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Chronic-Fatigue Syndrome Is Real and Is Now Called Systemic-Exertion-Intolerance Disease

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Top medical advisory body publishes comprehensive report

Sufferers of chronic-fatigue syndrome have long complained about what they regard as a trivializing name for their condition. Now, they can claim two victories: it was renamed systemic-exertion-intolerance disease (SEID), and was proclaimed to be a real disease by a panel from the Institute of Medicine, an influential government advisory body.

The 15-member panel, which released a 235-page report Tuesday also offered new and simplified diagnostic criteria: profound fatigue, total exhaustion after even minor physical or mental exertion, unrefreshing sleep and “brain fog.”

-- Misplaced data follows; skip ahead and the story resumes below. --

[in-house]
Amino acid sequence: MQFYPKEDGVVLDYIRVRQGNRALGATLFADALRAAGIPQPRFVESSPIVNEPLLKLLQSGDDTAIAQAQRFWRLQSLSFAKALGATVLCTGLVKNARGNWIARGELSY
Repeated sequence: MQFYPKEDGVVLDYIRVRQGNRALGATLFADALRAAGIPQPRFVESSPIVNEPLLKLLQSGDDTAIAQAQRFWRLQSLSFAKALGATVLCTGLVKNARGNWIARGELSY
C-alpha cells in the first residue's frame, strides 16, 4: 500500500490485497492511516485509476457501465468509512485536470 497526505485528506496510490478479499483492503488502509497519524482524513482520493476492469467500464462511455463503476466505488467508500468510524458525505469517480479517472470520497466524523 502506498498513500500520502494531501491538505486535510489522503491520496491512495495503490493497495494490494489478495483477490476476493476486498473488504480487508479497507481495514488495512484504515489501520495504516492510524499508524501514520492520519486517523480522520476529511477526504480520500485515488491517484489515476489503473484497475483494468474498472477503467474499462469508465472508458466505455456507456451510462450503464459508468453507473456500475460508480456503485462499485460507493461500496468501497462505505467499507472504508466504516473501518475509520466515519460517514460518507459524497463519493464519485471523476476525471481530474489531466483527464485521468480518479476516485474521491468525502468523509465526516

The disease, afflicting anywhere from 860,000 to 2.5 million Americans, can leave sufferers incapacitated, incapable of attending school or going to work. The majority are undiagnosed because there is no test and sufferers battle a prevailing stigma that their ailment is primarily psychological.


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